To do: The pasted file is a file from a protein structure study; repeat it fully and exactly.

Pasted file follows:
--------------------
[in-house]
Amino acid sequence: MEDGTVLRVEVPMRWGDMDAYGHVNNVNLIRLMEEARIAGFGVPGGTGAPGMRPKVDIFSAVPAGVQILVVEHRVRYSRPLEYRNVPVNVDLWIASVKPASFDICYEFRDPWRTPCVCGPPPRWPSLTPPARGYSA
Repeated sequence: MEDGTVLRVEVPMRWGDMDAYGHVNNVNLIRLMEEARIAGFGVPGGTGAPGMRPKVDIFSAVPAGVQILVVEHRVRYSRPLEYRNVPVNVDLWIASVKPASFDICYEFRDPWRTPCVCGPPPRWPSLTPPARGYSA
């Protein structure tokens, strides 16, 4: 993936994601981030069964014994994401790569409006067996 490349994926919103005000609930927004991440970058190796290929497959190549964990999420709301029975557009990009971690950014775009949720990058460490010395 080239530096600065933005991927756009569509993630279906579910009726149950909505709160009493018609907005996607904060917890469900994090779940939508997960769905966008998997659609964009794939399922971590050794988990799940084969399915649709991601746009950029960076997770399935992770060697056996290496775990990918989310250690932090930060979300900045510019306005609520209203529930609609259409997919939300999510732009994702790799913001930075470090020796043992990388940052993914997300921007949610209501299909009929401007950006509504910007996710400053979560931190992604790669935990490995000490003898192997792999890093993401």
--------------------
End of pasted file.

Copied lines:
[in-house]
Amino acid sequence: MEDGTVLRVEVPMRWGDMDAYGHVNNVNLIRLMEEARIAGFGVPGGTGAPGMRPKVDIFSAVPAGVQILVVEHRVRYSRPLEYRNVPVNVDLWIASVKPASFDICYEFRDPWRTPCVCGPPPRWPSLTPPARGYSA
Repeated sequence: MEDGTVLRVEVPMRWGDMDAYGHVNNVNLIRLMEEARIAGFGVPGGTGAPGMRPKVDIFSAVPAGVQILVVEHRVRYSRPLEYRNVPVNVDLWIASVKPASFDICYEFRDPWRTPCVCGPPPRWPSLTPPARGYSA
């Protein structure tokens, strides 16, 4: 993936994601981030069964014994994401790569409006067996 490349994926919103005000609930927004991440970058190796290929497959190549964990999420709301029975557009990009971690950014775009949720990058460490010395 080239530096600065933005991927756009569509993630279906579910009726149950909505709160009493018609907005996607904060917890469900994090779940939508997960769905966008998997659609964009794939399922971590050794988990799940084969399915649709991601746009950029960076997770399935992770060697056996290496775990990918989310250690932090930060979300900045510019306005609520209203529930609609259409997919939300999510732009994702790799913001930075470090020796043992990388940052993914997300921007949610209501299909009929401007950006509504910007996710400053979560931190992604790669935990490995000490003898192997792999890093993401």